I know you own the drawings and an original set of castings or the Lewis mill, but what I was asking is, obtaining the rights to it. As in copyrights, patents, etc. and do you think it would be profitable to offer a mass-produced Lewis mill today? Could it be done?
            25 miles north of Buffalo NY, USA

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            • #21
              I would not know who had the legal rights to the design or at least the drawings (there is a legal presumption of copyright to the original author or company). So zero clue as to who to ask. I do not believe there would be any patent, other than a design patent, and if there were, they have been public domain for 50 years. Copyrights last something like author's life plus 50 years, and can be renewed. That is avoidable by re-drawing the plans to a new "representation". Any trademark has been inactive for 50 years.

              No, I am very sure that it would be a great way to invest money that you would never get back. It would cost too much to make. Lewis really made "kits". They sold the plans with the castings, doing the heavy machining and alignments, and leaving the making of the other parts to the end user/kit builder. Screws, spindle, all the smaller stuff that could be made with lathe and drill.

              Nobody these days would even consider that. Not when they can buy a mill-drill for small money. So it would be making finished machines. Redesigned for safe operation, since the originals are totally open and are just "made of" pinch points etc.

              All for a horizontal mill? A type that "everyone knows" has been obsolete for 70 years? Ain't even a chance.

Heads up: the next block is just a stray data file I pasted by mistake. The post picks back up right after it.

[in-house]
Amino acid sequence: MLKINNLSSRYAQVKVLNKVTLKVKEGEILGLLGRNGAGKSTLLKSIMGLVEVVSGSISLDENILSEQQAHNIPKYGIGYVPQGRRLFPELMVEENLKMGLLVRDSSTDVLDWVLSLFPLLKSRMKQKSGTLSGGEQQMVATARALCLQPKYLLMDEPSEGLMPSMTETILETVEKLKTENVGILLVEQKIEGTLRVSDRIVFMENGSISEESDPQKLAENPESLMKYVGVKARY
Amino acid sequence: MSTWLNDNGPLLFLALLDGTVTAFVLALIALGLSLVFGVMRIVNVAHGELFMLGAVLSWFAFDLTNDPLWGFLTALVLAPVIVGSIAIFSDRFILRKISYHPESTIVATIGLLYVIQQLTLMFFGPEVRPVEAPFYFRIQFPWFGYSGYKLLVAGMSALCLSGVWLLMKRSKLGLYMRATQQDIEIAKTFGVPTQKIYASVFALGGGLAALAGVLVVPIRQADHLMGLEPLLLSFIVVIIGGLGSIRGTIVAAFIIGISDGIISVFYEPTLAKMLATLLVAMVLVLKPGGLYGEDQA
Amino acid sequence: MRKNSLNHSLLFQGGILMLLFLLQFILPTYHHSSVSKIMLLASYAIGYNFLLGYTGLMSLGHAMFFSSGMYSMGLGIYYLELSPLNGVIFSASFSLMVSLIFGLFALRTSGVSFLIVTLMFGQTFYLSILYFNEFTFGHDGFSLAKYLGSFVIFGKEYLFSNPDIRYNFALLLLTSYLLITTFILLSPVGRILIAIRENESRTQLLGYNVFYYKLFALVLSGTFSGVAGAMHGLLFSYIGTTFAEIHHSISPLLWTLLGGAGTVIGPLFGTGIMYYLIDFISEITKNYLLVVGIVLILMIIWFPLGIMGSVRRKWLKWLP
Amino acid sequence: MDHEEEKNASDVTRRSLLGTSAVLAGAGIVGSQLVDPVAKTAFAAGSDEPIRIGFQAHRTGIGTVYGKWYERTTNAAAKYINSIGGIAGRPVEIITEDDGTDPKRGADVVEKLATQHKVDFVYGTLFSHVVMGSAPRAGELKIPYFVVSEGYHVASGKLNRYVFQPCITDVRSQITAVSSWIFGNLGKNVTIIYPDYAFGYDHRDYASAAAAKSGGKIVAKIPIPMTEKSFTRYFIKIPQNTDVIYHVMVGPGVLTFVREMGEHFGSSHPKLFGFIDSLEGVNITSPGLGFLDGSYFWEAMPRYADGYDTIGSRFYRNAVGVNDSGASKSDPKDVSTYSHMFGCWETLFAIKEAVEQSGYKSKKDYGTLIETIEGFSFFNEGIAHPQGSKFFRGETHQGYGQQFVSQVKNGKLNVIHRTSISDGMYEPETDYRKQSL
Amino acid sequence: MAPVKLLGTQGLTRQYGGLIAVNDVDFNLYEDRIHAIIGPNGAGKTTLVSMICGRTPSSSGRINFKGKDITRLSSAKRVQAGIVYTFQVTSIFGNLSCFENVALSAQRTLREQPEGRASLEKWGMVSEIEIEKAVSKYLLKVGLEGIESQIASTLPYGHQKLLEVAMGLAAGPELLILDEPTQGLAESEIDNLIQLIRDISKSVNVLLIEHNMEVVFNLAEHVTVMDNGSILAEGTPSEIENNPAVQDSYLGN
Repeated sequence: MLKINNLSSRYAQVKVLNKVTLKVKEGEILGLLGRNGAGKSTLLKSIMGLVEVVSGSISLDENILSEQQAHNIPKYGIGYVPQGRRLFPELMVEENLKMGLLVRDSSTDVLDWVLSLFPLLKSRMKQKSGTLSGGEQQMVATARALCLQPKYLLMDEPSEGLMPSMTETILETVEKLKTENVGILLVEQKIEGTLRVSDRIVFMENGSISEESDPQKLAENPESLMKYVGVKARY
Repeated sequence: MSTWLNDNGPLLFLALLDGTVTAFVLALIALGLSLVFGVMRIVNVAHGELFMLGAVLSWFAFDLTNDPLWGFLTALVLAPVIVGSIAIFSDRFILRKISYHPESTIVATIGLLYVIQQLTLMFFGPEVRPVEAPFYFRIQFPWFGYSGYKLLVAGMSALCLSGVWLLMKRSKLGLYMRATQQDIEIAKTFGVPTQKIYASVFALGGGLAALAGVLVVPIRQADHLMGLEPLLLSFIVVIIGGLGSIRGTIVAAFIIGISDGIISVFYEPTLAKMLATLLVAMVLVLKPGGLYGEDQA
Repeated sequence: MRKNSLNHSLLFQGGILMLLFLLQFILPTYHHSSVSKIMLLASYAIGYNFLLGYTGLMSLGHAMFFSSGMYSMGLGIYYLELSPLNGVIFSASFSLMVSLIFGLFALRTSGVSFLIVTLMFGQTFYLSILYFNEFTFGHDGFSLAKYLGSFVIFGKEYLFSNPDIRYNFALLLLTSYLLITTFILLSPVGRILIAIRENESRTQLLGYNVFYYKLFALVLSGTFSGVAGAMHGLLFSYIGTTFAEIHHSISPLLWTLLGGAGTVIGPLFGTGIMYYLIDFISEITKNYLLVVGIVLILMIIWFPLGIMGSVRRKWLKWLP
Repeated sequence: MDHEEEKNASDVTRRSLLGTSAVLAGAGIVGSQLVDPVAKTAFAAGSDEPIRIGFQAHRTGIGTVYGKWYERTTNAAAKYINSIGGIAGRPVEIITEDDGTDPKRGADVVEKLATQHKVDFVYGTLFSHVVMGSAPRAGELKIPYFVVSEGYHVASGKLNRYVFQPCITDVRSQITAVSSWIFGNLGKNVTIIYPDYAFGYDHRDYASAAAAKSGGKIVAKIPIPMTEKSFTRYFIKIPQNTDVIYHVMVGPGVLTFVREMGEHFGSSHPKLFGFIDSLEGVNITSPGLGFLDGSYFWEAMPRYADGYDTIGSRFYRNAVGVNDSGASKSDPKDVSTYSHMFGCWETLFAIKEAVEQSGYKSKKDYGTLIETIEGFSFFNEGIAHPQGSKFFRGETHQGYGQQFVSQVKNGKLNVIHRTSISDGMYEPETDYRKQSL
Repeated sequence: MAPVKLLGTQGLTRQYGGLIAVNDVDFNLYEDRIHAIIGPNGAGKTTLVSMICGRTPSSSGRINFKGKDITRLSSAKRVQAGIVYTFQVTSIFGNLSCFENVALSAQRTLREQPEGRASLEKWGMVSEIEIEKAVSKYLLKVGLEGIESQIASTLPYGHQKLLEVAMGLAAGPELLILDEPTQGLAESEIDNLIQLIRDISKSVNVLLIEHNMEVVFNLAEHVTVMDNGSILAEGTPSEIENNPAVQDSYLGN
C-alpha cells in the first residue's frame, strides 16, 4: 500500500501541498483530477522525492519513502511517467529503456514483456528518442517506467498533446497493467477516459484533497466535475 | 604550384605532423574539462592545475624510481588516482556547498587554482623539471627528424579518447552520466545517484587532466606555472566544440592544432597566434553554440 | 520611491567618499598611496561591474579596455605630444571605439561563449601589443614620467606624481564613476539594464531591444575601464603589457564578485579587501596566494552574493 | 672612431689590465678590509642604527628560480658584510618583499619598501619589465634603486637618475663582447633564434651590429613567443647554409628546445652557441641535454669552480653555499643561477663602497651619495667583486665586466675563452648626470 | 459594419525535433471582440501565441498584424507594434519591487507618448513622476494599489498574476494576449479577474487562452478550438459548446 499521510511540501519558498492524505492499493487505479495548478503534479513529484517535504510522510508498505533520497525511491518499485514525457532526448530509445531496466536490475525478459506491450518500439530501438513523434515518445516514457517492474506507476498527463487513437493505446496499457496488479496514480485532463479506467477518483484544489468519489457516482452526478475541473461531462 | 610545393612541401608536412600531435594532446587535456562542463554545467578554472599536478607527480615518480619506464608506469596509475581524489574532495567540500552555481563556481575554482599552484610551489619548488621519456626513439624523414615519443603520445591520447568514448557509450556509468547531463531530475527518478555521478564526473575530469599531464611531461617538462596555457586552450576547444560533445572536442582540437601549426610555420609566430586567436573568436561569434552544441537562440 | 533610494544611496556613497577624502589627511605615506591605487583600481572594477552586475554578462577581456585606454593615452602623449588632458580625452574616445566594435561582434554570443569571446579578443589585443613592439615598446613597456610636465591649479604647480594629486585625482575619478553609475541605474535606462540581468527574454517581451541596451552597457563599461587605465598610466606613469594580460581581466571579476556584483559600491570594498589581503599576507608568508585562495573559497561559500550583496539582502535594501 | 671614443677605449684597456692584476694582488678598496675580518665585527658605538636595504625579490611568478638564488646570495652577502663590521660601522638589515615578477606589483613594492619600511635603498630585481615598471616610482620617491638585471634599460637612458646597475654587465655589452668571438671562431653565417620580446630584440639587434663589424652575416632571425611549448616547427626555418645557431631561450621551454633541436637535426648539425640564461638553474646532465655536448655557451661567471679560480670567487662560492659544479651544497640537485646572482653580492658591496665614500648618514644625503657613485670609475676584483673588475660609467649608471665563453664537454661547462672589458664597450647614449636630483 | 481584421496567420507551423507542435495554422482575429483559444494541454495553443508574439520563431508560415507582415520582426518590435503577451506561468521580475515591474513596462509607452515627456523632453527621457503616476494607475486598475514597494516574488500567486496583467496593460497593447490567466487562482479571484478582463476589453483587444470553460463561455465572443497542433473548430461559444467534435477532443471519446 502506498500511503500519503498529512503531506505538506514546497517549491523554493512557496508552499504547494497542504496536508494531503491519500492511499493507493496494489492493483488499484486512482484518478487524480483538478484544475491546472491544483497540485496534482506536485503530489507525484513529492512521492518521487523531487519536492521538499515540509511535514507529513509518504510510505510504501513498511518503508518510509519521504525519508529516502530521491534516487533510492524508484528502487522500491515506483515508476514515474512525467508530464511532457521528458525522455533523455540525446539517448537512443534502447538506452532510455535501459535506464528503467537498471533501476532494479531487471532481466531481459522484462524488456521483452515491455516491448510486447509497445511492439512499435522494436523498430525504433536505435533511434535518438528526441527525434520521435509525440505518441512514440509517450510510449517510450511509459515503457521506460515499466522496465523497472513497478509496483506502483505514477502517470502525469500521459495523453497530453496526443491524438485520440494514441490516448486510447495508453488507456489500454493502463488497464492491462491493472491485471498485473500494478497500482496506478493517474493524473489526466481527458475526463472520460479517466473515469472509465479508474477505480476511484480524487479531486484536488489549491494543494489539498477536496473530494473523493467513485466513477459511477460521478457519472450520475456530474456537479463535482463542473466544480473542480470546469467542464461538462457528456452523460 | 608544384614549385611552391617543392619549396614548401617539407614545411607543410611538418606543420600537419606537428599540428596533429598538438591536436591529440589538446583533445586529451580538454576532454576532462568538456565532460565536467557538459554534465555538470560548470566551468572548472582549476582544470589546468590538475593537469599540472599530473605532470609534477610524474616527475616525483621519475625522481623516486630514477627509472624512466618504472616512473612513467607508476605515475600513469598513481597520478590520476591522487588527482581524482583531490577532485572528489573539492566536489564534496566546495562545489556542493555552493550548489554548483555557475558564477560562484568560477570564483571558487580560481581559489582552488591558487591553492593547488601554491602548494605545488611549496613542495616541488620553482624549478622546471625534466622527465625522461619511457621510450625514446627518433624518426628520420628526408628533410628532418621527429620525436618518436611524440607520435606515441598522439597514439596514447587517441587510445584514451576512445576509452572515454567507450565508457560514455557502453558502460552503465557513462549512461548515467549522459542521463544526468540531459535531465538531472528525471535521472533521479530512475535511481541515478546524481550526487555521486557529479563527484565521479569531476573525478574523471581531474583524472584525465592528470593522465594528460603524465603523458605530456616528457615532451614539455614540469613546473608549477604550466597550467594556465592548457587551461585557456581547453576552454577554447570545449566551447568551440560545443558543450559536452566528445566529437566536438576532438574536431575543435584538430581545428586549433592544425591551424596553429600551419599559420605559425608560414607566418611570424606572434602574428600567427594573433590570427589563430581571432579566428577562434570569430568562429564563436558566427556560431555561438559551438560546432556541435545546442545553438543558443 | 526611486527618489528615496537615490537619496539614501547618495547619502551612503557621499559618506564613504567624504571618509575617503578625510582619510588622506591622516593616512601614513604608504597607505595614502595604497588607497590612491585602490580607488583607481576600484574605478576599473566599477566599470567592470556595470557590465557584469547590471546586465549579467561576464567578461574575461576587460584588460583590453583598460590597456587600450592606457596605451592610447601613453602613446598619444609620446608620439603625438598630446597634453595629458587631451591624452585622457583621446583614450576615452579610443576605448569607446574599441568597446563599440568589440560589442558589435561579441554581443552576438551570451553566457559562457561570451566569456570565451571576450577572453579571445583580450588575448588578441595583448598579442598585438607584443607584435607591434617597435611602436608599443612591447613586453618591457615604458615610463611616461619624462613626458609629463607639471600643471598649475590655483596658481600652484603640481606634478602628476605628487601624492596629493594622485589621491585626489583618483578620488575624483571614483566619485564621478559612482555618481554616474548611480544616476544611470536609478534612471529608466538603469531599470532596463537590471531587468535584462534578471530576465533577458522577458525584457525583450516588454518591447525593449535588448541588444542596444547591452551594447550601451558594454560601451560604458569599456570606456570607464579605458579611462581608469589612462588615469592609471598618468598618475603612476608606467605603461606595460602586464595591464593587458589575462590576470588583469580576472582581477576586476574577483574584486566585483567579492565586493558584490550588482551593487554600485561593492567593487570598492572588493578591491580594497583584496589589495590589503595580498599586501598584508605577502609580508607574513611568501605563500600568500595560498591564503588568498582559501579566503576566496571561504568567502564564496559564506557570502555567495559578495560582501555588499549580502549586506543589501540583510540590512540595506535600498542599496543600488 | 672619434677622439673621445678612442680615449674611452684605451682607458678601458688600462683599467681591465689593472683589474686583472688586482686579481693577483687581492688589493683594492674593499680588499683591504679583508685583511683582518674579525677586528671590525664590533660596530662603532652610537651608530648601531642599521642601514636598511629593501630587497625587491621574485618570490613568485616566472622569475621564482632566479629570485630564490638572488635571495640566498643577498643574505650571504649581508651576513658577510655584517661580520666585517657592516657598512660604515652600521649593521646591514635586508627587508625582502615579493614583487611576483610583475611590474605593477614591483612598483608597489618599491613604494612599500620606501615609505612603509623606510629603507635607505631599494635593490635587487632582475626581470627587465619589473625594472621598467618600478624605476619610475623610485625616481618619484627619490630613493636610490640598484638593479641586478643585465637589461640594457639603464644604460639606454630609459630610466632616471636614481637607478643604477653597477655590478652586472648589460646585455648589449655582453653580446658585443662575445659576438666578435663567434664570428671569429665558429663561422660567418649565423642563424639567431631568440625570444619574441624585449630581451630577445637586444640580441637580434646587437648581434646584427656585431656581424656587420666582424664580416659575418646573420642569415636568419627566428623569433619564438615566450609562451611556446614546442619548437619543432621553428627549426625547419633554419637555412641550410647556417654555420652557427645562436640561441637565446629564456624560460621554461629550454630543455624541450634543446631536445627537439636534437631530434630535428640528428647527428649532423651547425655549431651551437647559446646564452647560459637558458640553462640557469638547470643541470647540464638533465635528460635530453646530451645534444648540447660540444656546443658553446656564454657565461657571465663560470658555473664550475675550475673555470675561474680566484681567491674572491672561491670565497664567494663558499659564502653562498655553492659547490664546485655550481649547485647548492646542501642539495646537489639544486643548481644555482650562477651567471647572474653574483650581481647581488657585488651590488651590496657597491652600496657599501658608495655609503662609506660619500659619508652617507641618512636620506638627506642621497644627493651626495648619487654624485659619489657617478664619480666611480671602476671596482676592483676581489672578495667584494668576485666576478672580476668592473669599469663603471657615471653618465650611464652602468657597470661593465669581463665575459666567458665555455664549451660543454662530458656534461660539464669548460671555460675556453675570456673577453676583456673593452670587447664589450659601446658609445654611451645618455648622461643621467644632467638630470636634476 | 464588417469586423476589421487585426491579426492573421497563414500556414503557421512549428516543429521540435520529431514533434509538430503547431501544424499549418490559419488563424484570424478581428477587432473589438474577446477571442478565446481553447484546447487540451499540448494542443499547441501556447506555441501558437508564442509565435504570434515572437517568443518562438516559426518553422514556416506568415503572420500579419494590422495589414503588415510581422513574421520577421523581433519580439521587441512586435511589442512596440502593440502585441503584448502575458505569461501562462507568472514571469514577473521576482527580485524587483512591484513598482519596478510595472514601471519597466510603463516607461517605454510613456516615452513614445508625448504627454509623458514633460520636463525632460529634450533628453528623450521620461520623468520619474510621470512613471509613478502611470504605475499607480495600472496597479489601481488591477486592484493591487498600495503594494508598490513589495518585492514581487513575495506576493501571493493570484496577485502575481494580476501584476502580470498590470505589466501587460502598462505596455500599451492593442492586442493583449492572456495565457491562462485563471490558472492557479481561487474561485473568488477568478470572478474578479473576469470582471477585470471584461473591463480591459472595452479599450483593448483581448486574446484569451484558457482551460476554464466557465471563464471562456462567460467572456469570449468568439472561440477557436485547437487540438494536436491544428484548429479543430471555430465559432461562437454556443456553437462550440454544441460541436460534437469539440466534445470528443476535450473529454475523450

CNC machines only go through the motions

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              • #22
                Sounds like a good way to make a small fortune..........Out of a large one.

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                • #23
                  Originally posted by nickel-city-fab View Post
                  The only issue I have with a mill like yours is that its basically an industrial orphan. That makes parts, service, and support difficult at best.
                  This is such a common narrative, and one I've never really understood based on my experience with used machines. What are you doing, busting castings? I've rebuild tons of machines from The US, England and Europe and have never once had a problem that wasn't readily solved (well, accept crappy Euro mill spindle designs, but thats crappy design not lack of parts) . Every part I've needed was commercially available or could be made. The only only minor challenge was new departure bearings in the Monarch and Levin, but there are easy ways to adapt metric bearings. Its not a factor imo.
                  Last edited by Mcgyver; 03-12-2021, 06:04 AM.
                  in Toronto Ontario - where are you?

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                  • #24
                    Originally posted by Mcgyver View Post

                    This is such a common narrative, and one I've never really understood based on my experience with used machines. What are you doing, busting castings? I've rebuild tons of machines from The US, England and Europe and have never once had a problem that wasn't readily solved (well, accept crappy Euro mill spindle designs, but thats crappy design not lack of parts) . Every part I've needed was commercially available or could be made. The only only minor challenge was new departure bearings in the Monarch and Levin, but there are easy ways to adapt metric bearings. Its not a factor imo.
                    This^^^^^^^^^^^^

                    People go on about "old machines you can't get parts for".... But seriously, what "parts" do you NEED? As I mentioned, if big pieces are unrepairably bad, the entire machine is kaput, sel off the remaining parts.

                    That would have been the case pretty much the day after the machine was bought new.

                    May be I should oughtta shut up. If more folks understand that "orphan" machines are not suddenly without value, prices will go up, and I'd have to pay more for them.
                    CNC machines only go through the motions